The All Black T120 isn't going to be launched in India is what I have heard. I generally like my vehicles stock but Matte Black would look lovely and the dealer has indicated that they can do a decent job - hence we shall see! Wish you Happy miles on the Twin!
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Old 18th March 2017, 15:32   #13
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It was almost two years back when I got my second ‘first love’, the red Italian beauty, DSK Benelli 300i.
Congratulations on your acquisition!

Its a lovely ride and ticks all the right boxes!

I notice you have many pieces from the Brat Tracker inspiration kit, including the exhaust, indicators and the bash guard. Did you get that and leave out the flat seat and tail tidy?

I ask since its a steal compared to buying the accessories separately.
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Old 18th March 2017, 17:11   #14
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Congratulations on your acquisition!

Its a lovely ride and ticks all the right boxes!

I notice you have many pieces from the Brat Tracker inspiration kit, including the exhaust, indicators and the bash guard. Did you get that and leave out the flat seat and tail tidy?

I ask since its a steal compared to buying the accessories separately.
Thank you!

Ya its a steal but didn't match my criteria and I ended up paying less. For one, I wasn't a fan off bench seat and I wanted a café racer look. Then, you can't remove the baffle on the exhaust that comes with the kit and the sound is too close to stock. So not worth the money. Also, I kind of preferred the stock tail as it had a better finish than the tail tidy.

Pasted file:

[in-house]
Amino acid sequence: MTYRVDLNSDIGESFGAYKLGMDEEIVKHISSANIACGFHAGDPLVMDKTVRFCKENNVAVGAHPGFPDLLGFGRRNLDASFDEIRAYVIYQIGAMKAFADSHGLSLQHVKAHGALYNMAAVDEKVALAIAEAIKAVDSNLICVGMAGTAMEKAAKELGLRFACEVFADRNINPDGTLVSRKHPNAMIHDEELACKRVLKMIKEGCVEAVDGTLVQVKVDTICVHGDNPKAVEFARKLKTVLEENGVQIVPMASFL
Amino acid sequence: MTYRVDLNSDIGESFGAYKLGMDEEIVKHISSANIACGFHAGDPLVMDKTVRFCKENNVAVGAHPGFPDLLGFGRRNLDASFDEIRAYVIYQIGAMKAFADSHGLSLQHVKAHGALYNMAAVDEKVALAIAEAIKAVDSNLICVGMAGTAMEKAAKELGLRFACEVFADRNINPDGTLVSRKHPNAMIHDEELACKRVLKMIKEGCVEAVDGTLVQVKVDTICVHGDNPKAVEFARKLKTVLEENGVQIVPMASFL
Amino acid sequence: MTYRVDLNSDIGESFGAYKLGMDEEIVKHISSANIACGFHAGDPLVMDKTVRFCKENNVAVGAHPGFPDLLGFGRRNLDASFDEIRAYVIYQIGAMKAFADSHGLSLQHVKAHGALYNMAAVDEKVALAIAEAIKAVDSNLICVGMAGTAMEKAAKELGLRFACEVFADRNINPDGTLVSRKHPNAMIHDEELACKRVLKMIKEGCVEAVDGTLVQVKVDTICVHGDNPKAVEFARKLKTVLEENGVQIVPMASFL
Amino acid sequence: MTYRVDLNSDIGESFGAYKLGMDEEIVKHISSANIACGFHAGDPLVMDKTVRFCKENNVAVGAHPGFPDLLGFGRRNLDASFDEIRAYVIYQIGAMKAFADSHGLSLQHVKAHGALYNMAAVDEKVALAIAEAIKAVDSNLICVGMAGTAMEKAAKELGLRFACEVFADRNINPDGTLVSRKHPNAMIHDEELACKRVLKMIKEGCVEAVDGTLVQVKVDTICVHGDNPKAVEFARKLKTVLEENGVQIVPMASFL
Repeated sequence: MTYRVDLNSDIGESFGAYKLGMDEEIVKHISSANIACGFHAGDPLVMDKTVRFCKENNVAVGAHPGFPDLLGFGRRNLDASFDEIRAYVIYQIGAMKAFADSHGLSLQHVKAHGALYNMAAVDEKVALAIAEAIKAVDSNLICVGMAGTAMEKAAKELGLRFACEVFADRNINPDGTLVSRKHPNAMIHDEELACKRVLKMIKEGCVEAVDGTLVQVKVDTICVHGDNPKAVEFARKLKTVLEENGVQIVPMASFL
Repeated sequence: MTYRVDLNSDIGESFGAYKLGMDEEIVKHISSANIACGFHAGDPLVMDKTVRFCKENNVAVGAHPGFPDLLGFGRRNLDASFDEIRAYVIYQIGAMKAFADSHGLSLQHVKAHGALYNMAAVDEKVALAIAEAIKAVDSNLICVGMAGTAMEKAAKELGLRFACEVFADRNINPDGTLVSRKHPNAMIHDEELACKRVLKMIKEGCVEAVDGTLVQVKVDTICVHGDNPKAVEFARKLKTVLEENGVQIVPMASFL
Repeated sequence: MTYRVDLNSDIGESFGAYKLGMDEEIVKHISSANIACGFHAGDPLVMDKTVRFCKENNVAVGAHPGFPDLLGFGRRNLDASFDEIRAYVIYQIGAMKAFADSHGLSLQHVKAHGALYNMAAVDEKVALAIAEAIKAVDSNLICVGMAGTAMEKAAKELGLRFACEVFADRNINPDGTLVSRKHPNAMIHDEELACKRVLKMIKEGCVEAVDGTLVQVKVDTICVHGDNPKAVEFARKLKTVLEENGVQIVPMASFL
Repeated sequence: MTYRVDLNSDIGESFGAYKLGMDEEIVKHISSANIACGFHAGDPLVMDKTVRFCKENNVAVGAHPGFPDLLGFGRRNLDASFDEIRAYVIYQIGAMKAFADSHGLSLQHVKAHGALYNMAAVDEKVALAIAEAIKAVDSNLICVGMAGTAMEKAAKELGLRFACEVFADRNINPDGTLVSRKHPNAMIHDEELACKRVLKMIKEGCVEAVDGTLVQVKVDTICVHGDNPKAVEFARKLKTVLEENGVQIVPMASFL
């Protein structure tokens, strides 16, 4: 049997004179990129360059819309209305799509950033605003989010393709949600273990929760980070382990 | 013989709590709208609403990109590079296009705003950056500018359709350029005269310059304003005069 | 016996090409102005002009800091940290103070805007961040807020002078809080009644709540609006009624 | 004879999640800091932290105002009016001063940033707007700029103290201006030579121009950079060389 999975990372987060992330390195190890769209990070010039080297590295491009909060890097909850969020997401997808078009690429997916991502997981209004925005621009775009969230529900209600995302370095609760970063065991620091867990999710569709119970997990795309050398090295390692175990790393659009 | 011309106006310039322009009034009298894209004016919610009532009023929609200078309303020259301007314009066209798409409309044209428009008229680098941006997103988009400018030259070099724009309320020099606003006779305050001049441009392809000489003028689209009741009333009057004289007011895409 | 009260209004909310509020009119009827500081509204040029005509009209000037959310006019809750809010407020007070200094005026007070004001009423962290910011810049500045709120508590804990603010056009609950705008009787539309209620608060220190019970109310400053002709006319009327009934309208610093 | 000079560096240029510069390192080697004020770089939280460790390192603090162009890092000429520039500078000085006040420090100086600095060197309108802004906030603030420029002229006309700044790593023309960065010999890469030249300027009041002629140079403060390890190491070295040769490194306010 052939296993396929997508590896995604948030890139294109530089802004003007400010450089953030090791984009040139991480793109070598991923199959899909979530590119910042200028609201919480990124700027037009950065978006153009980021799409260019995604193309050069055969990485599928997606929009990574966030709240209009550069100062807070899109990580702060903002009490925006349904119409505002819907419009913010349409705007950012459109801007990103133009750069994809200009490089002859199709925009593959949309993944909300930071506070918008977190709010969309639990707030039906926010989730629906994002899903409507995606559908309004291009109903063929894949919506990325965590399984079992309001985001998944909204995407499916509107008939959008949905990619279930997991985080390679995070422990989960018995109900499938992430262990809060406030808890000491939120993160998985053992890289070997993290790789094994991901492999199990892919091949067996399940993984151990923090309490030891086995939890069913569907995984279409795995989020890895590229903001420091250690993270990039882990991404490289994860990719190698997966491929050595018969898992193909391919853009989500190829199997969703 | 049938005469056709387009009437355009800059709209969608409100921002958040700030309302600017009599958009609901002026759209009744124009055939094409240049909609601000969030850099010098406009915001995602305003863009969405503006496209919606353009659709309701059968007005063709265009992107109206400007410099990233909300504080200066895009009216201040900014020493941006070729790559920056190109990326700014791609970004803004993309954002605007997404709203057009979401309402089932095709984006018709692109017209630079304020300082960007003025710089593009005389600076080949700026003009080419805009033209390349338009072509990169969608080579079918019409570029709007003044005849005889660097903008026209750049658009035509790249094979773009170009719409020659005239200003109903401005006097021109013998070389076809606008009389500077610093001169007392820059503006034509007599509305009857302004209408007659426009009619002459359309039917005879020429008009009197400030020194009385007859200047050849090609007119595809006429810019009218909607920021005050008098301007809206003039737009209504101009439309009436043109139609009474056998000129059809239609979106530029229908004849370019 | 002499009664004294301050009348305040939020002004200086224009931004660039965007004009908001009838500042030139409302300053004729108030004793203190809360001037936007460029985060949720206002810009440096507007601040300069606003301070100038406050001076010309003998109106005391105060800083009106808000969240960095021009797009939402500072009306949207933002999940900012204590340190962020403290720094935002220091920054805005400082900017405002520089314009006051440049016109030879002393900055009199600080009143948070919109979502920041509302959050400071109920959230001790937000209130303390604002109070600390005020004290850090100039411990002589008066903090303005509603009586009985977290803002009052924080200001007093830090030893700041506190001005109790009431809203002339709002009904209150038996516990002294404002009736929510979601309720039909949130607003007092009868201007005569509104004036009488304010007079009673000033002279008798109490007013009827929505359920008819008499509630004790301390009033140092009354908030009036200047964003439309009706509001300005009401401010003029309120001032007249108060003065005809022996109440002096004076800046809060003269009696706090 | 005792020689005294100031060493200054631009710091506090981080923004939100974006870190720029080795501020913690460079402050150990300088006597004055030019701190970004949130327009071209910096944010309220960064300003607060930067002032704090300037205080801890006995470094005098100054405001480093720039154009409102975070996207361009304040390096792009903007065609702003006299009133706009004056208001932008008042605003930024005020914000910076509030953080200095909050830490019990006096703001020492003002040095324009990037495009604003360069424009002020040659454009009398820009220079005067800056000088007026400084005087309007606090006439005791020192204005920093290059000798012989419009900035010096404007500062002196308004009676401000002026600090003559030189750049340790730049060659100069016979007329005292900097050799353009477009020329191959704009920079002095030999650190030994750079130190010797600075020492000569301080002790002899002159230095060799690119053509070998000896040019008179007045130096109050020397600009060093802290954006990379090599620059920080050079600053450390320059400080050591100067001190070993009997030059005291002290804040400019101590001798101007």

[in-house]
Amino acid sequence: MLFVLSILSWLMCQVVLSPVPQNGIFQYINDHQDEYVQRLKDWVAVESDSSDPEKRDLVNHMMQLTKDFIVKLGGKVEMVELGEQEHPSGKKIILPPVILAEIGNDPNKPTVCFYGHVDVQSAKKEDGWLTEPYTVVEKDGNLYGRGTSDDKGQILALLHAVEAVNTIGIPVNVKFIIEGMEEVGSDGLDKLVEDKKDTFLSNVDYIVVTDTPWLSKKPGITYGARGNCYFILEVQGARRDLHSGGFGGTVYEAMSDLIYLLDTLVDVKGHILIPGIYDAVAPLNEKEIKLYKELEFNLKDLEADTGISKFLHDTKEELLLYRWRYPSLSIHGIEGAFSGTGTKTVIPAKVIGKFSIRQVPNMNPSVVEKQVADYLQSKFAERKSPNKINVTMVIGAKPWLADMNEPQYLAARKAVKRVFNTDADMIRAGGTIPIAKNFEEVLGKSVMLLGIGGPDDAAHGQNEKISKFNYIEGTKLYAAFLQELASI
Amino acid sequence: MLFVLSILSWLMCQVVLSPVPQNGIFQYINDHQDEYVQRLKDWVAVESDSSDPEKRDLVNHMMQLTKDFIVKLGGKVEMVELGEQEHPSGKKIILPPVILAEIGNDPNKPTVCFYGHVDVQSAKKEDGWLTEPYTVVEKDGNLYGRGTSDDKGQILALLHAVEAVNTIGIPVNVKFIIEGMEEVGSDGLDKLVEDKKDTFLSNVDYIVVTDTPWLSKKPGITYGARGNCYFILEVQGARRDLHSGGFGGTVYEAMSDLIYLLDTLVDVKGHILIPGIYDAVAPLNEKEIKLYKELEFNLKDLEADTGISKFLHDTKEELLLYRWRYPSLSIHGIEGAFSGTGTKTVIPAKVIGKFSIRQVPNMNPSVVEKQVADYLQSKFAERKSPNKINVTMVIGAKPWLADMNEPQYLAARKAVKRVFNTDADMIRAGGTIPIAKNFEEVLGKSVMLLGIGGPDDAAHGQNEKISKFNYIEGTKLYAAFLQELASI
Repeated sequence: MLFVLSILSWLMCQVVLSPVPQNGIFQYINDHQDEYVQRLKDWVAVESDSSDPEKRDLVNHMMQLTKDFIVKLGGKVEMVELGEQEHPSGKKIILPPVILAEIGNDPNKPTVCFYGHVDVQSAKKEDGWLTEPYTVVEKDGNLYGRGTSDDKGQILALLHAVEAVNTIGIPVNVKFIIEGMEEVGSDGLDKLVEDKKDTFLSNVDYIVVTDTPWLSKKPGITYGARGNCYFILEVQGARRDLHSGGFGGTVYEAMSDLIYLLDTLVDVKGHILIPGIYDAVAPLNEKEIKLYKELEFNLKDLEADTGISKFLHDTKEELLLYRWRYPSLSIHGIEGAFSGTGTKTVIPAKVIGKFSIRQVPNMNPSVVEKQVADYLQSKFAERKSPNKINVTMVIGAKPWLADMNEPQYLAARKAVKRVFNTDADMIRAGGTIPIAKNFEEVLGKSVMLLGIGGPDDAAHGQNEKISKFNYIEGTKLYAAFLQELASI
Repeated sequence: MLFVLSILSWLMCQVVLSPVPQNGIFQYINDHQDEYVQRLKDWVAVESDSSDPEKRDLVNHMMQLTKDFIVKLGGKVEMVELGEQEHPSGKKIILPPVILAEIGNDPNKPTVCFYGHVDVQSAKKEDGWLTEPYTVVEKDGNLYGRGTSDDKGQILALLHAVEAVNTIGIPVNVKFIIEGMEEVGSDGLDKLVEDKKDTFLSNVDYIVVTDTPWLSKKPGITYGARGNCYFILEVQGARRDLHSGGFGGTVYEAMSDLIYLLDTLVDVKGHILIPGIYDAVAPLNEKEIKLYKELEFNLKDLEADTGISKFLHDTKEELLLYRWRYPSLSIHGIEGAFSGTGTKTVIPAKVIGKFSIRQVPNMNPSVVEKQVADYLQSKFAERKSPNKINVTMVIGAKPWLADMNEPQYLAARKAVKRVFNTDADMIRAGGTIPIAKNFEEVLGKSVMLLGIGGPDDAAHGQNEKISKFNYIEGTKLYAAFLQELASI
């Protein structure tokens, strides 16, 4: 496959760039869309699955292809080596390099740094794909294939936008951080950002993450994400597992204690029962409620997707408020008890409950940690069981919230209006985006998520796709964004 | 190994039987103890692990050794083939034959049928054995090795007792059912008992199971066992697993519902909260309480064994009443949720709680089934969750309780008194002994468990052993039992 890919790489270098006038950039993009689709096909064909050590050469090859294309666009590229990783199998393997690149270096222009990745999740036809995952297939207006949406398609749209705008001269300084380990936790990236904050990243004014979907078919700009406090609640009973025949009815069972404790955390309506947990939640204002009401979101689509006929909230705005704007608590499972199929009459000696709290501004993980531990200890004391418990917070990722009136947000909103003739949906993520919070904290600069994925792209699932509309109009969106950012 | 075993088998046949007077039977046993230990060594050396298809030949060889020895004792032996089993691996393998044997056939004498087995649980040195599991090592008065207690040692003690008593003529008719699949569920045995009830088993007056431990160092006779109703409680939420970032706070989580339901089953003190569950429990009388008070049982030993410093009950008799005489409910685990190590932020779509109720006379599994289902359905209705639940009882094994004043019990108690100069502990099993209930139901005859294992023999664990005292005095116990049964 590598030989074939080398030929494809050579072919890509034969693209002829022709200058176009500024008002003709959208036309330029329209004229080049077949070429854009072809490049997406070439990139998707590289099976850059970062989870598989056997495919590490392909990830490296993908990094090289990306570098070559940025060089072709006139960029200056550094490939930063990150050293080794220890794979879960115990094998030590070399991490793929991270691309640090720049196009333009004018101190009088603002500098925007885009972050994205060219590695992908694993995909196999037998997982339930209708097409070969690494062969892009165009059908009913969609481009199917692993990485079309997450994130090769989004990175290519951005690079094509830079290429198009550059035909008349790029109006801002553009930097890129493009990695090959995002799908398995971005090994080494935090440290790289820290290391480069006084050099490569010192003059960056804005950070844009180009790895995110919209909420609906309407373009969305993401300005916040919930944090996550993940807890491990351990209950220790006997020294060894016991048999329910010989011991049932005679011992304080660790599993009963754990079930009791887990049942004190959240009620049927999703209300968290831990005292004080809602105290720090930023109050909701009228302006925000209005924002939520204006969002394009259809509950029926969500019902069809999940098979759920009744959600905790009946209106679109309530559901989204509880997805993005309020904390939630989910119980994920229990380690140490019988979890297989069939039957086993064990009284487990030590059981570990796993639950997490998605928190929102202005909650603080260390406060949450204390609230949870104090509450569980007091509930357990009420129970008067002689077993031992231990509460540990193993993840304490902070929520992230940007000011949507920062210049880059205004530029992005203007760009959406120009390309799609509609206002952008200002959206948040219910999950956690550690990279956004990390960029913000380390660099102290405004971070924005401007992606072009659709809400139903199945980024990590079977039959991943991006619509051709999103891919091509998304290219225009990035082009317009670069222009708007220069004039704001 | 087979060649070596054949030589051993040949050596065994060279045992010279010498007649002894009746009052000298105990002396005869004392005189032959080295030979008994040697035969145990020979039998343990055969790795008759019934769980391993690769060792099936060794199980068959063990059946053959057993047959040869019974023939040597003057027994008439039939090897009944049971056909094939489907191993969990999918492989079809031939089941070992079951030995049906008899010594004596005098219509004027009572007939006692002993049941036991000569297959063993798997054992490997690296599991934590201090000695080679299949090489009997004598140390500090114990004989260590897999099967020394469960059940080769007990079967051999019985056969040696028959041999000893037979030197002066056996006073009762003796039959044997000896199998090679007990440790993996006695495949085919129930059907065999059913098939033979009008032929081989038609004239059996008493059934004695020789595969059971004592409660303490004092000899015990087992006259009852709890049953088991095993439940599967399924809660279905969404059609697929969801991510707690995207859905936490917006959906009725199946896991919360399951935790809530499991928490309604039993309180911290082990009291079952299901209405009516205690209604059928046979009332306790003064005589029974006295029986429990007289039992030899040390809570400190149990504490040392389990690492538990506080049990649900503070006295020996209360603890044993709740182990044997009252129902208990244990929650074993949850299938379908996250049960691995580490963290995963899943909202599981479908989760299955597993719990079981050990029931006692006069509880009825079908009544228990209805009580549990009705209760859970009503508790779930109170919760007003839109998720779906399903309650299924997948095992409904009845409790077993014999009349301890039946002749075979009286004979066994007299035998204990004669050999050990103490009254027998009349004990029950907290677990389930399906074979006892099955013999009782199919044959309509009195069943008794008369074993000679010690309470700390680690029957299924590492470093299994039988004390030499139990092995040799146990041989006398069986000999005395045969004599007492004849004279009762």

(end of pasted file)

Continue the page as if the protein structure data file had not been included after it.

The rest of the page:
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Old 18th March 2017, 17:22   #15
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Thank you!

Ya its a steal but didn't match my criteria and I ended up paying less. For one, I wasn't a fan off bench seat and I wanted a café racer look. Then, you can't remove the baffle on the exhaust that comes with the kit and the sound is too close to stock. So not worth the money. Also, I kind of preferred the stock tail as it had a better finish than the tail tidy.
Good to hear.
They had quoted the same for the VnH exhaust and the whole kit, so it made sense. Didn't realize your exhaust is different

Completely agree on the original tail being better than the tail tidy. The tail tidy isn't tidy enough for my liking